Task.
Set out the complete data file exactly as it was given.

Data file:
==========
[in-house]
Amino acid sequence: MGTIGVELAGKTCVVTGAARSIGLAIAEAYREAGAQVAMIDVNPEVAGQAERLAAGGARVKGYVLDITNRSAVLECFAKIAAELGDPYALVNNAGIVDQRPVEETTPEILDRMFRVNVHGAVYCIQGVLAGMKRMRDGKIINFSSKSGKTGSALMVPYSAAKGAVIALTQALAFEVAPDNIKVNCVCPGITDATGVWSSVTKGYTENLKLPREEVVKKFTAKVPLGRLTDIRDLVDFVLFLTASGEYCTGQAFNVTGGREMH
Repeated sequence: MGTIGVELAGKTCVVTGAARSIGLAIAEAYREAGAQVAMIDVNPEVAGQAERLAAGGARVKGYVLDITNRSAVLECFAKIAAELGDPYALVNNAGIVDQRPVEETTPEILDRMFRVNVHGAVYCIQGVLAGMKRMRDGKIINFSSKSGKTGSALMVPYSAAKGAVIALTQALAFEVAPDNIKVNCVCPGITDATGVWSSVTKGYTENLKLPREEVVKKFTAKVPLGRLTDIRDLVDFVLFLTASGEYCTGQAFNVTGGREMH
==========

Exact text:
[in-house]
Amino acid sequence: MGTIGVELAGKTCVVTGAARSIGLAIAEAYREAGAQVAMIDVNPEVAGQAERLAAGGARVKGYVLDITNRSAVLECFAKIAAELGDPYALVNNAGIVDQRPVEETTPEILDRMFRVNVHGAVYCIQGVLAGMKRMRDGKIINFSSKSGKTGSALMVPYSAAKGAVIALTQALAFEVAPDNIKVNCVCPGITDATGVWSSVTKGYTENLKLPREEVVKKFTAKVPLGRLTDIRDLVDFVLFLTASGEYCTGQAFNVTGGREMH
Repeated sequence: MGTIGVELAGKTCVVTGAARSIGLAIAEAYREAGAQVAMIDVNPEVAGQAERLAAGGARVKGYVLDITNRSAVLECFAKIAAELGDPYALVNNAGIVDQRPVEETTPEILDRMFRVNVHGAVYCIQGVLAGMKRMRDGKIINFSSKSGKTGSALMVPYSAAKGAVIALTQALAFEVAPDNIKVNCVCPGITDATGVWSSVTKGYTENLKLPREEVVKKFTAKVPLGRLTDIRDLVDFVLFLTASGEYCTGQAFNVTGGREMH